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Posted by on Mar 20, 2014 in Care and Maintenance

Longrifle Cleaning and Care

Longrifle Cleaning and Care

Cleaning of your blackpowder arm is something that must be done thoroughly. Due to the corrosive nature of blackpowder, consequences are dire for not removing its fouling from the bore and lock of your gun.

While it is possible to take the barrel from the stock, there is no need if you follow the instructions below. Generally speaking, most Longrifles can be cleaned in this manner.

    1. Start by removing the lock. Set it aside for cleaning while waiting for the water you’ll pour into the bore during step 2, to soften the fouling.


    1. Insert a toothpick into the vent liner. This effectively plugs the barrel and will allow you to pour hot water into the bore. Fill the barrel with water as hot as you can comfortably stand working in. Stand the gun in a corner and go to work on the lock.


    1. Using a nylon bristled toothbrush and hot soapy water, give the lock a good scrubbing. Make sure you remove the flint so the jaws can get the attention they deserve. Once you are satisfied that all fouling has been removed, rinse it off with the hottest water you can handle comfortably. The temperature will heat up the metal and cause the excess water to evaporate from those surfaces you couldn’t dry off with a cloth rag. Set the lock aside to dry.


    1. Pour the water from the bore and remove the toothpick. Using your ramrod with cleaning jag attached, run patches soaked in hot soapy (I use a liquid dish soap designed to cut grease) water through the bore, changing them until the patch comes out clean. This will undoubtedly take several passes. Placing the gun on your work surface so the vent liner is down will allow any seepage to fall free rather than run into the lock mortise, which will cause the wood to swell and make replacing the lock a difficult task.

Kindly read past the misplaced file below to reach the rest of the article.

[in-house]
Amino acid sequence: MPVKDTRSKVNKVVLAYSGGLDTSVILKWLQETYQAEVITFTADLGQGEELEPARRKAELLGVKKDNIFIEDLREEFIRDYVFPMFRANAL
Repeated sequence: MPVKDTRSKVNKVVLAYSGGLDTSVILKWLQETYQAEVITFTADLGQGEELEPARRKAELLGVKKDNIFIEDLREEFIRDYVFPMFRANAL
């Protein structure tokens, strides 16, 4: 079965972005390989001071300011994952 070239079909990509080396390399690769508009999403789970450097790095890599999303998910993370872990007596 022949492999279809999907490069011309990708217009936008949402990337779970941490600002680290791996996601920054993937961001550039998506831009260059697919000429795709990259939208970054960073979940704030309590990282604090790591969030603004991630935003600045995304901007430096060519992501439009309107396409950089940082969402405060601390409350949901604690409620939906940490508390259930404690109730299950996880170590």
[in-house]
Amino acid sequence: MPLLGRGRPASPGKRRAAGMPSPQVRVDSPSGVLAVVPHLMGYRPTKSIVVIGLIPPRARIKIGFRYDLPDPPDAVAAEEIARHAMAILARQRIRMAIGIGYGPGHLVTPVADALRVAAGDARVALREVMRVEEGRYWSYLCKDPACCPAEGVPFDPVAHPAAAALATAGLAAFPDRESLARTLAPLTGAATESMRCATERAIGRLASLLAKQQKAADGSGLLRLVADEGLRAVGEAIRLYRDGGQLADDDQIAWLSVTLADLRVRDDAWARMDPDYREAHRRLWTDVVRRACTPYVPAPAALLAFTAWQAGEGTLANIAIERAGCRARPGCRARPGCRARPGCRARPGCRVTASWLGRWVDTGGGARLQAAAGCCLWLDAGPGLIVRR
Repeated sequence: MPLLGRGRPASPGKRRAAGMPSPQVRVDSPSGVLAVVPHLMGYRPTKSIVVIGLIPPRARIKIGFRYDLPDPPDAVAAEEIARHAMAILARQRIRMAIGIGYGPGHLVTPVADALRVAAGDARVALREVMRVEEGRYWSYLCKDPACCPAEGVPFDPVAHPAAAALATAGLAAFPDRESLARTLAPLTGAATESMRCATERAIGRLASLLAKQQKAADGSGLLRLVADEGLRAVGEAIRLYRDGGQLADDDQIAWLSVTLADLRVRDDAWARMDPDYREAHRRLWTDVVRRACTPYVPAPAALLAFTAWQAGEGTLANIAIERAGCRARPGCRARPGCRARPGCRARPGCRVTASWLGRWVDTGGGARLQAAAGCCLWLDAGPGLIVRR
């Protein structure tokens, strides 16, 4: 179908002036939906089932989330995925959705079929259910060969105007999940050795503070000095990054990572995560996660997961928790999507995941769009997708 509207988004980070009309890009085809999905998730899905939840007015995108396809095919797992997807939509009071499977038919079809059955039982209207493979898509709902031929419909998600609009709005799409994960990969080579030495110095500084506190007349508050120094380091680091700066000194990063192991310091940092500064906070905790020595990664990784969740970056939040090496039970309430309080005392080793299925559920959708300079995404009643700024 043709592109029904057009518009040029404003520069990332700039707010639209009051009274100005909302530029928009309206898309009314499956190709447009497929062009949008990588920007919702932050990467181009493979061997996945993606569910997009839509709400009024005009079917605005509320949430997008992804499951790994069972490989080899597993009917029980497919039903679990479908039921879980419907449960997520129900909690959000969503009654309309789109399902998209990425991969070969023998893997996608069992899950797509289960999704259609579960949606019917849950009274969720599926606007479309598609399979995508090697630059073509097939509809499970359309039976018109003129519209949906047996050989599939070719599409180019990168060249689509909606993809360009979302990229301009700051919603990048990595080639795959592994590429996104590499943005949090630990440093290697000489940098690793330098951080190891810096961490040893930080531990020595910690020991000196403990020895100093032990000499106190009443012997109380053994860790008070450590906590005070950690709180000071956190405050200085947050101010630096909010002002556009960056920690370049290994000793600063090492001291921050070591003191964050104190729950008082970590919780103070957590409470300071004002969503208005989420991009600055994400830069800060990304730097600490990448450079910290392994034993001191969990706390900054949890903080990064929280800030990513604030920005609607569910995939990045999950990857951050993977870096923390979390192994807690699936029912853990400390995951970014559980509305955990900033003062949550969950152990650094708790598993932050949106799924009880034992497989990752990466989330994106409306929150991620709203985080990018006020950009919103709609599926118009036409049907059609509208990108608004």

1. Once you are satisfied with the cleanliness of the bore, run a dry patch or two down the bore to take up any excess moisture. After that, stand it in a corner, muzzle down, for a short time to give any remaining moisture a chance to evaporate rather than run to the breech and sit in a puddle.


  1. If you are done for the season, run an oily patch through the bore. If not, leave it dry. Ensure the lock is dry and reassemble to the gun. Rub an oily patch over the surface (minus the face of the frizzen), leaving a thin coat of oil to prevent rust. You’re all set!